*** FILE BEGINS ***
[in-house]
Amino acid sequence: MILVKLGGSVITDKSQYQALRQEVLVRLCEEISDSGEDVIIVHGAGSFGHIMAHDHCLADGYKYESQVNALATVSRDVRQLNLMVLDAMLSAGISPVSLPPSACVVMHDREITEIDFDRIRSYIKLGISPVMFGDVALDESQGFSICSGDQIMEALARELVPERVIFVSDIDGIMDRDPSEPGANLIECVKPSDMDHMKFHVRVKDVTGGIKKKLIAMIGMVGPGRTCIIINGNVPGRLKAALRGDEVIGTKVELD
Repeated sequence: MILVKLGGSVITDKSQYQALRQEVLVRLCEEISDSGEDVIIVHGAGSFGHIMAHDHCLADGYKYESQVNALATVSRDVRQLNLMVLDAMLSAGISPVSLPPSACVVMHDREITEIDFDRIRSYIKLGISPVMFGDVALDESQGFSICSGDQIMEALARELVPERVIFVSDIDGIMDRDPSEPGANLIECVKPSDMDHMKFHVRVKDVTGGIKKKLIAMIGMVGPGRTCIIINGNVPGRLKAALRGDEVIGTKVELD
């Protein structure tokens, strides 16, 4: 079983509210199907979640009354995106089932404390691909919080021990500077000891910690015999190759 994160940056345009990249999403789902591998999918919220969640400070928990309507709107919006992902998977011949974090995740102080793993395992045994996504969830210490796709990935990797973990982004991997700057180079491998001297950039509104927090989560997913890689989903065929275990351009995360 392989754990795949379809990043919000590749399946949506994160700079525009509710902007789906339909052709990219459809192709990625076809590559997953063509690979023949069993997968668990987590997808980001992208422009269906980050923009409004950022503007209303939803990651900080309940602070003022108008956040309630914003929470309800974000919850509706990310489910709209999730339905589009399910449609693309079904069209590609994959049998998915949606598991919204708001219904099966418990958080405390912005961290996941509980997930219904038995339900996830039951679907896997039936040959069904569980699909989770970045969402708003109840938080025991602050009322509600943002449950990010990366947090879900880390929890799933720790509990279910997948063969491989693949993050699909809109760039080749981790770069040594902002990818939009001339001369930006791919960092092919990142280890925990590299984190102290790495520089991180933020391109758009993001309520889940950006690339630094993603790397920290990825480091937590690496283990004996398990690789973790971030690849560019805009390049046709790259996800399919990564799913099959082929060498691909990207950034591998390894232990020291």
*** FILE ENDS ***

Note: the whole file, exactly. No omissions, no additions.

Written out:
[in-house]
Amino acid sequence: MILVKLGGSVITDKSQYQALRQEVLVRLCEEISDSGEDVIIVHGAGSFGHIMAHDHCLADGYKYESQVNALATVSRDVRQLNLMVLDAMLSAGISPVSLPPSACVVMHDREITEIDFDRIRSYIKLGISPVMFGDVALDESQGFSICSGDQIMEALARELVPERVIFVSDIDGIMDRDPSEPGANLIECVKPSDMDHMKFHVRVKDVTGGIKKKLIAMIGMVGPGRTCIIINGNVPGRLKAALRGDEVIGTKVELD
Repeated sequence: MILVKLGGSVITDKSQYQALRQEVLVRLCEEISDSGEDVIIVHGAGSFGHIMAHDHCLADGYKYESQVNALATVSRDVRQLNLMVLDAMLSAGISPVSLPPSACVVMHDREITEIDFDRIRSYIKLGISPVMFGDVALDESQGFSICSGDQIMEALARELVPERVIFVSDIDGIMDRDPSEPGANLIECVKPSDMDHMKFHVRVKDVTGGIKKKLIAMIGMVGPGRTCIIINGNVPGRLKAALRGDEVIGTKVELD
């Protein structure tokens, strides 16, 4: 079983509210199907979640009354995106089932404390691909919080021990500077000891910690015999190759 994160940056345009990249999403789902591998999918919220969640400070928990309507709107919006992902998977011949974090995740102080793993395992045994996504969830210490796709990935990797973990982004991997700057180079491998001297950039509104927090989560997913890689989903065929275990351009995360 392989754990795949379809990043919000590749399946949506994160700079525009509710902007789906339909052709990219459809192709990625076809590559997953063509690979023949069993997968668990987590997808980001992208422009269906980050923009409004950022503007209303939803990651900080309940602070003022108008956040309630914003929470309800974000919850509706990310489910709209999730339905589009399910449609693309079904069209590609994959049998998915949606598991919204708001219904099966418990958080405390912005961290996941509980997930219904038995339900996830039951679907896997039936040959069904569980699909989770970045969402708003109840938080025991602050009322509600943002449950990010990366947090879900880390929890799933720790509990279910997948063969491989693949993050699909809109760039080749981790770069040594902002990818939009001339001369930006791919960092092919990142280890925990590299984190102290790495520089991180933020391109758009993001309520889940950006690339630094993603790397920290990825480091937590690496283990004996398990690789973790971030690849560019805009390049046709790259996800399919990564799913099959082929060498691909990207950034591998390894232990020291």